Book: Blender 2.49 Scripting

In previous book reviews we learned with Alan Brito how to model architecture, make photorealistic renders with YafaRay, and making fabulous machines with this suite, and also learned about the Blender Game Engine.
With "Blender 2.49 Scripting" we go a step further with the popular open source modeling and rendering package Blender 3D: scripting. And through scripting you will learn how to adapt and extend Blender to your needs.
Remember that both Blender and Python run on Windows, Linux and Mac. So what you learn with this book and others by Packt Publishing about Blender and Python can be applied to whatever OS you use in the future, what is an obvious advantage.
The author, Michel J. Anders will tell us how to use the Python programming language to build scripts that can automate and extend the features of Blender.
Michel Anders studied chemistry and physics and spent long time in computer simulations, and worked as an IT manager for different companies, and is now the manages the R&D department of Aia Software.
To read this book you will need to have some slight knowledge of Python, but you don't have to be an expert. It is more important that you understand the geometry and modeling part than the programming, something that you already do if you understand and use Blender.
In fact, you are introduced to the Python built-in editor in chapter 1, and tells you how to write scripts and distribute them to others. You are told how to install Python and run simple scripts and integrate them into Blender menu system.
This first chapter gives you an overview of what kind of things can be done with scripting, and
the structure of python modules in Blender.
After this introduction, the following chapter tell you how to do more exciting things, like creating and editing objects with scripts, design a GUI for the script, group objects and change their parent (with the example of a sunflower), or run Blender from the command line and render scenes in the background. You also learn to make calculations like determining the volume of a mesh (may be useful for 3D printing), select different parts of that mesh, or determine the center of mass of the object.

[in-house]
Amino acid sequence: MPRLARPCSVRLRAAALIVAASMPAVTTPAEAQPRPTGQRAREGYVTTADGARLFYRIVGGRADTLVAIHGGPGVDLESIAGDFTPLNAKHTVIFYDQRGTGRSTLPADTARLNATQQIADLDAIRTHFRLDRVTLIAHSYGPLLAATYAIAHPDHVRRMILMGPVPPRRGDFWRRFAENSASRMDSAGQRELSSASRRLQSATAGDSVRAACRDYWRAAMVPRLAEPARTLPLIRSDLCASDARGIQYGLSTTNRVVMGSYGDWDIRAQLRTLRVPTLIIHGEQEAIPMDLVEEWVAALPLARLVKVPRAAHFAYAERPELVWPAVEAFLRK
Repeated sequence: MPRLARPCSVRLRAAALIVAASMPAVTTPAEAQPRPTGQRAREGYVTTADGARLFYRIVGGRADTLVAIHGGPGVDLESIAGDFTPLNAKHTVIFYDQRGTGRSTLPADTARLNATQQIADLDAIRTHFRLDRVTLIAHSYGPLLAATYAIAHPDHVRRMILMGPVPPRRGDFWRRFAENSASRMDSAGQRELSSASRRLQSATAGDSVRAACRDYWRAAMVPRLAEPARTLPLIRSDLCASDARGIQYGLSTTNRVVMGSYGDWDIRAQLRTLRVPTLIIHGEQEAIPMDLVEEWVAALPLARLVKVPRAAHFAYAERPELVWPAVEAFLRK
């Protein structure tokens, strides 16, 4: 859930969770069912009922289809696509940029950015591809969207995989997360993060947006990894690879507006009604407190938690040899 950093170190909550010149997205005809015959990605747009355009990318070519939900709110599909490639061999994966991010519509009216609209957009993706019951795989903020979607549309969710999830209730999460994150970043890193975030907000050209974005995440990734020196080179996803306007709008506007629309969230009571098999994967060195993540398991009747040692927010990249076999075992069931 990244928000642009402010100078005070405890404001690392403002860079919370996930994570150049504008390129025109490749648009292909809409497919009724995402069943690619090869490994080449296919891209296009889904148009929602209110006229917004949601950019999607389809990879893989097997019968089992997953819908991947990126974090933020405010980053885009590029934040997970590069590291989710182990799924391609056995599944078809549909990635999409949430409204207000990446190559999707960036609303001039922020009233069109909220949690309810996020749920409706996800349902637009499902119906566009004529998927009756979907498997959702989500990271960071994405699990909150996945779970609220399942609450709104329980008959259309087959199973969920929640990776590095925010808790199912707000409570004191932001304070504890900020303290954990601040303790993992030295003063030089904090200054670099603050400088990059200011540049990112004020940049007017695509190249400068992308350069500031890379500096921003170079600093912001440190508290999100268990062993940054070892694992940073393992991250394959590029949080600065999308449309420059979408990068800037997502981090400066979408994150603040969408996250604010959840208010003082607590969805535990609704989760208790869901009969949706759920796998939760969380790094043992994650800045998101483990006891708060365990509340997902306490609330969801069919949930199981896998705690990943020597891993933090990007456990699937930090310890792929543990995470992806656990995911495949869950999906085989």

Chapters 3 is about vertex groups, bones, and materials, and how to control them with scripting. On the 4th chapter, you are introduced to pydrivers and constraints. If this sounds strange for you, you must know that they are employed to achieve things like restriction in bone movement (joint limits), or align objects through scripting.
With Python, you can also write scripts that are coordinated to act on every frame of an animation. Chapter 5 has a brilliant example of use that consists in a script that calculates the shape of the trace of caterpillar wheels and impress them on a terrain.
Chapter 6 has more stunning examples, this time a snake that swallows an egg, and how it alters her shape as she eats it, and a mesh animation depending on a sound that is being played. This part gets deeper in some previous lessons and studies the creation of complex actions combining all the previous knowledge.
Not only meshes, shaders and textures of a 3D mesh can also be affected by scripts, and on chapter 7 the author tells you how to do that. This time the example is a soap bubble, that represents the creation of a custom shader. Other interesting effects like slope-dependent materials and raindrops are also discussed.
And for the geeks of Blender scripting, chapters 8 and 9 cover dealing with the rendering process, and in addition to other topics, they tell us how to automate the renders, combine them, and upload renders automatically to an FTP account.
The book ends with a list of Python resources, and advice on how to avoid the most common coding and design errors, and some prognostics on how can be the future of Blender and Python together.
The book is medium-sized, with about 290 pages, so it's long enough to learn lots of things and not too long to bore. It provides source code that can be downloaded from Packt Publishing's site. You can modify and reuse this code to adapt it to your needs.
If you are insecure about buying this book, you can download a sample chapter titled "Acting on Frame Changes" for free here.
"Blender 2.49 Scripting", by Michel Anders, is the perfect book for every Blender 3D artist that want to go further and become a Blender geek. It's for those modelers and animators that want the application to do what they want, adapt it to their needs and boost their productivity. With it, you will be taken to a higher level over all those others that simply use Blender, to really tame the application.

Blender 2.49 Scripting is available through Amazon; save money with this coupon.

-Jordi R. Cardona-

© 2008 by Jordi R. Cardona. Link to this post without copying the text.

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